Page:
Vincenzo Nibali would consider moving to Team Sky in a leadership role.
The Italian, who is under contract with Bahrain-Merida until 2019, said Sky is one of the best teams in the world and did not rule out moving to the British outfit.
Nibali added that he plans to continue riding in a leadership role.
Speaking at the WTM travel show in London, Nibali told Cycling Weekly: “I’m happy that in the past Team Sky have considered me.
“In the past we haven’t found the deal, but for sure Team Sky is one of the best teams in the word, they have won a lot of Tours de France and big tours - Giro d’Italia and Vuelta.
“We can open talks with all teams seriously and for sure Sky is one of the teams.
“We’ll take the decision about my future next year.”
The 33-year-old, a member of the exclusive group of riders who have won all three Grand Tours, has been with Bahrain-Merida since 2017 when he joined from Astana.
Nibali was in line to join Sky at the team's inception in 2009, with a multi-year contract on the table.
But he was unable to make the switch due to an existing contract with Liquigas.
In a 2013 interview, Nibali admitted he regretted not being able to join Sky.
A general classification rider with considerable one-day racing talents, Nibali has achieved some of the highest accolades in bike racing.
He followed a 2017 victory at Il Lombardia with a nail-biting victory at the other Italian Monument, Milan-San Remo in spring.
Nibali won the Giro d’Italia in both 2013 and 2016, the Tour de France in 2014 and the Vuelta a España in 2010.
When asked what role he saw for himself in a potential move to Sky, Nibali said: “My history of cycling is the leader.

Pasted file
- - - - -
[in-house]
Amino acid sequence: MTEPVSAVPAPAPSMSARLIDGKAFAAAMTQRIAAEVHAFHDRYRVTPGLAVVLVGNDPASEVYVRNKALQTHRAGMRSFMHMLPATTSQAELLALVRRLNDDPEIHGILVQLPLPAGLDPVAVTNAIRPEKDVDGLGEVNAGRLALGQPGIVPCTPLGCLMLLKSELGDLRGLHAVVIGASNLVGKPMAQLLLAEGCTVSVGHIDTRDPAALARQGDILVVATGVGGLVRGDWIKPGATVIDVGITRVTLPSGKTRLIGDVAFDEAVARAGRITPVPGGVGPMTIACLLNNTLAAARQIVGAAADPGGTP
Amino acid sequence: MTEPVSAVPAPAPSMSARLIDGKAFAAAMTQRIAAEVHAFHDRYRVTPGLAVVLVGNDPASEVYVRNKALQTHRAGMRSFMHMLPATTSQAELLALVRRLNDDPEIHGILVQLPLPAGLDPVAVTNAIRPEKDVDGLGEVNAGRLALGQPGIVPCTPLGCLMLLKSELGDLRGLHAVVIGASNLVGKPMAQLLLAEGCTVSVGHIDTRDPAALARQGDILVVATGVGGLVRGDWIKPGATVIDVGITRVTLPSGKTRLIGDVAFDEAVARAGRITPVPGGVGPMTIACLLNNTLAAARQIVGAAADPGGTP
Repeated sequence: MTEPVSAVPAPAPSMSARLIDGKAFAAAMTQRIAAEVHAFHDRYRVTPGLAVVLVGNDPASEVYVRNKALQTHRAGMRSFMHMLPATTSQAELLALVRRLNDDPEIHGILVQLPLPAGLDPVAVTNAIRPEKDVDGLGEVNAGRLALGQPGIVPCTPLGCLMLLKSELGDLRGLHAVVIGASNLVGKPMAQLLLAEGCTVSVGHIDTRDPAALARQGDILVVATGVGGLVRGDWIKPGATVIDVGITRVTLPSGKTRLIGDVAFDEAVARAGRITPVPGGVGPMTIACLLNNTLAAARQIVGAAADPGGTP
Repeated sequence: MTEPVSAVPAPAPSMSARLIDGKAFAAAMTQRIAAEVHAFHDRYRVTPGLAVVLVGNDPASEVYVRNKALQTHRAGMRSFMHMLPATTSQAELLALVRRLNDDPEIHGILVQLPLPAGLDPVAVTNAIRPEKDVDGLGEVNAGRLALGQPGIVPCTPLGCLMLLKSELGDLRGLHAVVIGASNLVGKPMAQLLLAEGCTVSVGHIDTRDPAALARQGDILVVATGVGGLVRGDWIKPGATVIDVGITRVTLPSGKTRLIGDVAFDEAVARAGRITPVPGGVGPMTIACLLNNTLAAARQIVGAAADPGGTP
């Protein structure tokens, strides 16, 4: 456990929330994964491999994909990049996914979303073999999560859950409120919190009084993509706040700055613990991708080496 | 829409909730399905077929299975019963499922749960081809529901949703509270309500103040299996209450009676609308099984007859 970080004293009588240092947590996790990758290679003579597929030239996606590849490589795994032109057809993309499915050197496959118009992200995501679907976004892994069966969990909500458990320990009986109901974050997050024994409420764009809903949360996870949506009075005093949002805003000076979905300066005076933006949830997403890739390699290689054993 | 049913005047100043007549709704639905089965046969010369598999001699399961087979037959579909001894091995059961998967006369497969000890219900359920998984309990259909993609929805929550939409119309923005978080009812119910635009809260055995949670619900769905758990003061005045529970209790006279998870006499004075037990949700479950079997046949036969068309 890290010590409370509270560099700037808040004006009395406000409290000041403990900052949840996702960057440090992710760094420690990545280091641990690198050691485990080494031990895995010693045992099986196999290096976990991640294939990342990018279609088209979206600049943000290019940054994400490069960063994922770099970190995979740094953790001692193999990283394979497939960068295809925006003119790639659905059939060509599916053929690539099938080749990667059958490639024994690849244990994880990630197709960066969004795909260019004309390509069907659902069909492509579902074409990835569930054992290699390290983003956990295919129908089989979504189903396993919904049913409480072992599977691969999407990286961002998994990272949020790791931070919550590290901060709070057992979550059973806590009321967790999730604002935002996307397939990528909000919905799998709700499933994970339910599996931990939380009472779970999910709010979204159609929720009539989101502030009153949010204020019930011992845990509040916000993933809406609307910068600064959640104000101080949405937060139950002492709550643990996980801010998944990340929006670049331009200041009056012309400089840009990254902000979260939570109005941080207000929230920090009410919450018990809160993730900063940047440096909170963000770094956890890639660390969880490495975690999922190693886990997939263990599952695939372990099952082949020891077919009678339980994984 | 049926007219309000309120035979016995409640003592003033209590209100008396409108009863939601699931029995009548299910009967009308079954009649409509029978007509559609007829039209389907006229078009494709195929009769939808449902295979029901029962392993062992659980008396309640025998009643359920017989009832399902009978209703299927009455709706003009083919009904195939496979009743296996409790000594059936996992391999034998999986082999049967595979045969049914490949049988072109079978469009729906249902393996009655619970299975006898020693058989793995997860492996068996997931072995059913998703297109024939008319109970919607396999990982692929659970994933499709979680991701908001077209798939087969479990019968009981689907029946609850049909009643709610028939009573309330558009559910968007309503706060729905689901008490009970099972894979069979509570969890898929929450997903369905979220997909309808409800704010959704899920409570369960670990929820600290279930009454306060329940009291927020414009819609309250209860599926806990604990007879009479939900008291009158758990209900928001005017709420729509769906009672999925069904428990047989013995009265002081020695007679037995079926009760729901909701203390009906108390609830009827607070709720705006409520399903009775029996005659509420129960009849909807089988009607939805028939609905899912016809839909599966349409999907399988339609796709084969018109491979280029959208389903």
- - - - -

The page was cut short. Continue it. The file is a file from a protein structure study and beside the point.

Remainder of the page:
“I think that also for the next few years I see myself a leader. If a team want to take me, they want to take me for the win.
“But also in the past when some riders in the same team need my help, I help another rider, for example Ivan Basso when he won the Giro d’Italia.
“For me it’s no problem. The season is very long. There is the space for every rider, and I want to arrive at my targets but also the goals of the team.”
Nibali’s 2018 was a testing season.
After a glorious victory in Milan-San Remo, the Italian carried good form into the Tour de France, holding onto fourth overall as the race reached Alpe d’Huez on stage 12.
But a clash with a fan on the slopes sent Nibali home with a broken vertebra, resulting in him needing surgery.
He returned to racing at the Vuelta but without any expectations, before riding a thrilling Il Lombardia that saw him finish second behind Thibaut Pinot.
When asked about his expectations for 2019, Nibali said: “It’s only one or two weeks that I’ve known the routes of the big tours.
“Then the first step is in December when I’ll meet the coach, the sports director, and the team management of Bahrain-Merida. Only in December I can put all the paper on the table and I can decide which my target is for 2019.
“It’s important to speak with the team, the general manager, my trainer to decide the programme for me next season.”
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